Since I've not done this before I am not sure if the way I am planning to do this is okay or is there a better way. Like using Windows Installer or Install Shield or Windows Installer XML (WiX) toolset. Any help would be great, as I have no clue.

We have a product and we ship new version every few months. So far we've only been rolling out complete versions i.e. Either Version 1.0, or Version 1.5, but no upgrade from 1.0 to 1.2 to 1.3 to .... you get the picture, right! So any customer that get version 1.0 cannot upgrade to version 1.2 or 1.3 or even the latest. They'll have to uninstall old version and install the latest version. This is not right, but thats what we could do until now. But we'd like to change it.

My plan is to have a install file with (Sql Scripts) for each upgrade path. Check the table in database that stores the version info and depending on it run different script to upgrade database.

My concern is that this method may not be scalable, once we have more than 5 or 6 different versions.

If you could point to any articles or books on this topic, that would help a lot too.

Also, could we use Windows Installer or Install Shield for this?

thanks, _UB


Your problem is a pretty common one, and I've had to deal with this kind of problem at my last job. There is another tool aside from the RedGate tool that may help you do what you need to do. It's a tool called DB Ghost. They explicitly address the versioning problem, and have a packager as well. I would suggest doing a trial of the DB Ghost product because they have some interesting claims concerning multiple version upgrades. This was taken from their FAQ (http://www.innovartis.co.uk/faqs/faqs.aspx):

Q: Our problem is going to be managing data structure changes during upgrades. Our product line is Shrink-Wrapped, or downloadable from the website. So when a user downloads an upgrade, they can be upgrading from a very recent version, with few database structure changes, or the upgrade may be from a very old version with a multitude of structural changes. One upgrade needs to manage it all. The user would be offsite, so we can't hold their hand. We have users in Greece, Australia, Malaysia, Norway, etc. How would DB Ghost, if at all, handle updates in remote locations?

A: The DB Ghost Packager Plus product was design to specifically address this issue as it can dynamically handle the required updates to a target database seamlessly.

I'm just mentioning this because our company is trying to do something similar and I was doing research on this tool.

Thanks, Eric

  • Thanks for the feedback. Though our project has no funds to buy any new software, I'll check it out. See if it helps.. – UB. Aug 12 '09 at 22:46
  • Although a google search for 'DB Ghost' will show a sponsored link paid for by Red Gate, DB Ghost is actually a product of Innovartis [innovartis.co.uk/]. – Kenny Evitt Dec 18 '09 at 21:17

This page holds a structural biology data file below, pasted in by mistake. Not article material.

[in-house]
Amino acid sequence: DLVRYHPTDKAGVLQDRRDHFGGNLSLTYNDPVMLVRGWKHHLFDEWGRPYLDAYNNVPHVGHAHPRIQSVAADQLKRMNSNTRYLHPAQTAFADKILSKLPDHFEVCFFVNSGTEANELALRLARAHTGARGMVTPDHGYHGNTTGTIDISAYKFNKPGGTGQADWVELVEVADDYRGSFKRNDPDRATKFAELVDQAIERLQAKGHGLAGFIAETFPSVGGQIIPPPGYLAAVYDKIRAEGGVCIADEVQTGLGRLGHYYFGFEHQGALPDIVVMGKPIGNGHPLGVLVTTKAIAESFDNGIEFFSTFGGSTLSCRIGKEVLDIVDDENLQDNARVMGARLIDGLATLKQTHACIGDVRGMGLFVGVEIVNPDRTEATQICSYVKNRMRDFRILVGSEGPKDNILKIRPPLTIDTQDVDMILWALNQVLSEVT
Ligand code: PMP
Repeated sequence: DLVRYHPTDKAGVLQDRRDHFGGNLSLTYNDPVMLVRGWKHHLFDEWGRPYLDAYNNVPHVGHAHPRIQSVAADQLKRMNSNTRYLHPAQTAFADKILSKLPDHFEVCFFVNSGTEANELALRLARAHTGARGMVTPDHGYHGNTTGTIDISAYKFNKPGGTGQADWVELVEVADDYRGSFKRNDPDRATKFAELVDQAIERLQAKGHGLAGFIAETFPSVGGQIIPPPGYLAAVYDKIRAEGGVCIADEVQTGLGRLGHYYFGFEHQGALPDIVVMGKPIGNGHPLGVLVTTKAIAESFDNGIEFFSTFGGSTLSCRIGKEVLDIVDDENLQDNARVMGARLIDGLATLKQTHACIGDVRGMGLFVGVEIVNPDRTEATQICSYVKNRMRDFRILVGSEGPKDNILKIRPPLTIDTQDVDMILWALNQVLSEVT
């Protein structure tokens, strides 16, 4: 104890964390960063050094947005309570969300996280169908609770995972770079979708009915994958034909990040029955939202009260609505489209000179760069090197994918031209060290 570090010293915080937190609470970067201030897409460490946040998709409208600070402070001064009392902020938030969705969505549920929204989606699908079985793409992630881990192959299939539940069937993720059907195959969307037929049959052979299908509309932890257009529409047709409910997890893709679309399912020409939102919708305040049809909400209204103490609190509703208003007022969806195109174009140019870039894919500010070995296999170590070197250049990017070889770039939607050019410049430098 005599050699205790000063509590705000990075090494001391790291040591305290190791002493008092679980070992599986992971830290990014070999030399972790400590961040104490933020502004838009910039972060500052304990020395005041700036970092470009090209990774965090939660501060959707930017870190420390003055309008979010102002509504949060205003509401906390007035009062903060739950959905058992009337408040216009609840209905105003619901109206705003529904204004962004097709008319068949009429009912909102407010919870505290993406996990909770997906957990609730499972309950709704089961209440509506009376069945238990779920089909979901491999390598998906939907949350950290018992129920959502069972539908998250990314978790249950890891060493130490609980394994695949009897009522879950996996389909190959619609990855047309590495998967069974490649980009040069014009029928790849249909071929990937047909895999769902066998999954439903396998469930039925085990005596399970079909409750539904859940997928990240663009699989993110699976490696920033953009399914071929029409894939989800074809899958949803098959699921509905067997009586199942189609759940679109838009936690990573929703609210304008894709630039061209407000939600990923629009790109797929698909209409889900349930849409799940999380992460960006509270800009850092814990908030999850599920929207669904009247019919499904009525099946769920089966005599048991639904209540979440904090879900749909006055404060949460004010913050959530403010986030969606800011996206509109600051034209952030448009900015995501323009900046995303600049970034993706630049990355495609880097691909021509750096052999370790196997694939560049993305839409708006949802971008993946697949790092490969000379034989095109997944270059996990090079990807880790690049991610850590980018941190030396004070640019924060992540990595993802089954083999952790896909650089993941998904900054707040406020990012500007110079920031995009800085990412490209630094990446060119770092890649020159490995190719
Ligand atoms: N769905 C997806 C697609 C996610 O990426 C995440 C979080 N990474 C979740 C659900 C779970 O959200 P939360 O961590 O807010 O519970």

We've been using DBGhost for a year or so now to keep our database under source control along with our codebase, and it makes this kind of thing dead easy. It's not just well thought through, but they've been using it to roll out their own code for years, so it's dead solid.

  • I've used it at the majority of my contracts in the last 10 years and it's never failed. – penderi Mar 8 '10 at 21:47

Do you insist on doing it yourself, or could you see yourself committing and investing in a tool?

I really like the idea of Red-Gate's SQL Packager, which will "diff" your two database versions, and then create a SQL script, a C# project, or a stand-alone executable to upgrade from version 1 to version 2.

Not 100% how you'd be able to upgrade from 1.0, 1.1, 1.2, 1.3 all to 2.0 - check out their website and see if they offer something for that scenario!

Otherwise, I guess it'll get quite thorny and messy......


  • Thanks for the tip. We do have Sql Packager, but I am not sure if that will solve the problem. We need to send out upgrade (patches) just like Service Pack's from Microsoft. So the service pack must upgrade from any version to the latest version. Let me know if you need more info, _Ub – UB. Jul 22 '09 at 17:15
  • I understand your requirements. What you could do is this: have an upgrade for 1.0 -> 1.1, one for 1.1 -> 1.2, and so on. In your install script, find out which set of upgrades you need to run, and then run those in sequence. – marc_s Jul 22 '09 at 18:20
  • Or the other option would be to have an upgrade for 1.0 -> 2.0, another one for 1.1 -> 2.0, 1.2 -> 2.0 and so on, and then just pick the appropriate one and execute that. – marc_s Jul 22 '09 at 18:21
  • thanks for the suggestions. Looks like that's the right way to approach this problem. – UB. Aug 12 '09 at 22:31

In the Rails world they are using a tool/method called Migrations.

Basically is boils down to creating a small sql script to upgrade and downgrade each little change to the database.

When you are testing the application you migrate your database to the version you want and on deployment the application can check what version it needs and migrate to that version.

There are free migration toolkits for most popular languages, they might be part of some MVC framework though.

A nice side effect of migrations is that you have database source code that is easily stored in you source control repository.

  • Thanks for the feedback. With all the info I am gathering from different sources, I am starting to see the solution. I just have to roll my sleeves up and get it to work. Thanks again. – UB. Aug 13 '09 at 14:48

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